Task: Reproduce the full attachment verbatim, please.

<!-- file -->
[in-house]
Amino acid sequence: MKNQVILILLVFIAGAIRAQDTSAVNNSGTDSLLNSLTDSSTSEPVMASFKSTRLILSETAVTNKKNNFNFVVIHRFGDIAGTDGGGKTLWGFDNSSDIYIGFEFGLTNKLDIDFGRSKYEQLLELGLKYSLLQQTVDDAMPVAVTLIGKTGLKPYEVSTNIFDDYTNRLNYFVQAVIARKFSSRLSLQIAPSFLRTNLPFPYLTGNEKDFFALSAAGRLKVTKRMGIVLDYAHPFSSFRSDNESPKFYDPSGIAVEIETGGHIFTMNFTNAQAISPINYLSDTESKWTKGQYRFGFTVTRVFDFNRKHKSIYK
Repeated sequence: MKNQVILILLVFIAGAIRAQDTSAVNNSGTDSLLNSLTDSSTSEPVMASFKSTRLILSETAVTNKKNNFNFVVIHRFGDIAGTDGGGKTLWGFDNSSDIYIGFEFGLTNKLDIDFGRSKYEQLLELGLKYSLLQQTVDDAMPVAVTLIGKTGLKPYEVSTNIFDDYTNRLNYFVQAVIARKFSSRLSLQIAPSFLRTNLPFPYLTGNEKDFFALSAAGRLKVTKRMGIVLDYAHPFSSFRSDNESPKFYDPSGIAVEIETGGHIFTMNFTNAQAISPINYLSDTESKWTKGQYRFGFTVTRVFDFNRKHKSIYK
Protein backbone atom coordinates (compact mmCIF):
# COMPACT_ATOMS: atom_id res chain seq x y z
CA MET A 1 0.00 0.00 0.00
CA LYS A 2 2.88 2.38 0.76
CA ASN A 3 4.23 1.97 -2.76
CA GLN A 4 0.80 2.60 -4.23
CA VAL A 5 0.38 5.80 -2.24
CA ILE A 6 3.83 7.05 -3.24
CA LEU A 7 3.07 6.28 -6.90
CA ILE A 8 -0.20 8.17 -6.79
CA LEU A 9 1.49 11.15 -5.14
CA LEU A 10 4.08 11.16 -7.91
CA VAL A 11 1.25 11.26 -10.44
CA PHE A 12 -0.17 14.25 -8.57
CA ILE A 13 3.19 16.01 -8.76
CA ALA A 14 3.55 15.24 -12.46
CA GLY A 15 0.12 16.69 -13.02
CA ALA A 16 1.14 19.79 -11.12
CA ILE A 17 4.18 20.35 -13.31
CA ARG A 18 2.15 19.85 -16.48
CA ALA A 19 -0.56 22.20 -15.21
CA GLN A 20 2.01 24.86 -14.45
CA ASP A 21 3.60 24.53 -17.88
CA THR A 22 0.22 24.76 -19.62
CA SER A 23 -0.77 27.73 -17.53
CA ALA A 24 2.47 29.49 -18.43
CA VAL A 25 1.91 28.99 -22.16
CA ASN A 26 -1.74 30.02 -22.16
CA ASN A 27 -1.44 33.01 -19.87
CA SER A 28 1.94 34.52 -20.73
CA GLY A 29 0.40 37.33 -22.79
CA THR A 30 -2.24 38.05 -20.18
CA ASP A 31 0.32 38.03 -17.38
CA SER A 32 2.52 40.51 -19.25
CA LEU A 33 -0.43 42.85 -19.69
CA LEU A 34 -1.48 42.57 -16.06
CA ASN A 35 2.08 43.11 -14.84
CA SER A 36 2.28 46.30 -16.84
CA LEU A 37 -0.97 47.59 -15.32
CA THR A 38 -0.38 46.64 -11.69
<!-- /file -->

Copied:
[in-house]
Amino acid sequence: MKNQVILILLVFIAGAIRAQDTSAVNNSGTDSLLNSLTDSSTSEPVMASFKSTRLILSETAVTNKKNNFNFVVIHRFGDIAGTDGGGKTLWGFDNSSDIYIGFEFGLTNKLDIDFGRSKYEQLLELGLKYSLLQQTVDDAMPVAVTLIGKTGLKPYEVSTNIFDDYTNRLNYFVQAVIARKFSSRLSLQIAPSFLRTNLPFPYLTGNEKDFFALSAAGRLKVTKRMGIVLDYAHPFSSFRSDNESPKFYDPSGIAVEIETGGHIFTMNFTNAQAISPINYLSDTESKWTKGQYRFGFTVTRVFDFNRKHKSIYK
Repeated sequence: MKNQVILILLVFIAGAIRAQDTSAVNNSGTDSLLNSLTDSSTSEPVMASFKSTRLILSETAVTNKKNNFNFVVIHRFGDIAGTDGGGKTLWGFDNSSDIYIGFEFGLTNKLDIDFGRSKYEQLLELGLKYSLLQQTVDDAMPVAVTLIGKTGLKPYEVSTNIFDDYTNRLNYFVQAVIARKFSSRLSLQIAPSFLRTNLPFPYLTGNEKDFFALSAAGRLKVTKRMGIVLDYAHPFSSFRSDNESPKFYDPSGIAVEIETGGHIFTMNFTNAQAISPINYLSDTESKWTKGQYRFGFTVTRVFDFNRKHKSIYK
Protein backbone atom coordinates (compact mmCIF):
# COMPACT_ATOMS: atom_id res chain seq x y z
CA MET A 1 0.00 0.00 0.00
CA LYS A 2 2.88 2.38 0.76
CA ASN A 3 4.23 1.97 -2.76
CA GLN A 4 0.80 2.60 -4.23
CA VAL A 5 0.38 5.80 -2.24
CA ILE A 6 3.83 7.05 -3.24
CA LEU A 7 3.07 6.28 -6.90
CA ILE A 8 -0.20 8.17 -6.79
CA LEU A 9 1.49 11.15 -5.14
CA LEU A 10 4.08 11.16 -7.91
CA VAL A 11 1.25 11.26 -10.44
CA PHE A 12 -0.17 14.25 -8.57
CA ILE A 13 3.19 16.01 -8.76
CA ALA A 14 3.55 15.24 -12.46
CA GLY A 15 0.12 16.69 -13.02
CA ALA A 16 1.14 19.79 -11.12
CA ILE A 17 4.18 20.35 -13.31
CA ARG A 18 2.15 19.85 -16.48
CA ALA A 19 -0.56 22.20 -15.21
CA GLN A 20 2.01 24.86 -14.45
CA ASP A 21 3.60 24.53 -17.88
CA THR A 22 0.22 24.76 -19.62
CA SER A 23 -0.77 27.73 -17.53
CA ALA A 24 2.47 29.49 -18.43
CA VAL A 25 1.91 28.99 -22.16
CA ASN A 26 -1.74 30.02 -22.16
CA ASN A 27 -1.44 33.01 -19.87
CA SER A 28 1.94 34.52 -20.73
CA GLY A 29 0.40 37.33 -22.79
CA THR A 30 -2.24 38.05 -20.18
CA ASP A 31 0.32 38.03 -17.38
CA SER A 32 2.52 40.51 -19.25
CA LEU A 33 -0.43 42.85 -19.69
CA LEU A 34 -1.48 42.57 -16.06
CA ASN A 35 2.08 43.11 -14.84
CA SER A 36 2.28 46.30 -16.84
CA LEU A 37 -0.97 47.59 -15.32
CA THR A 38 -0.38 46.64 -11.69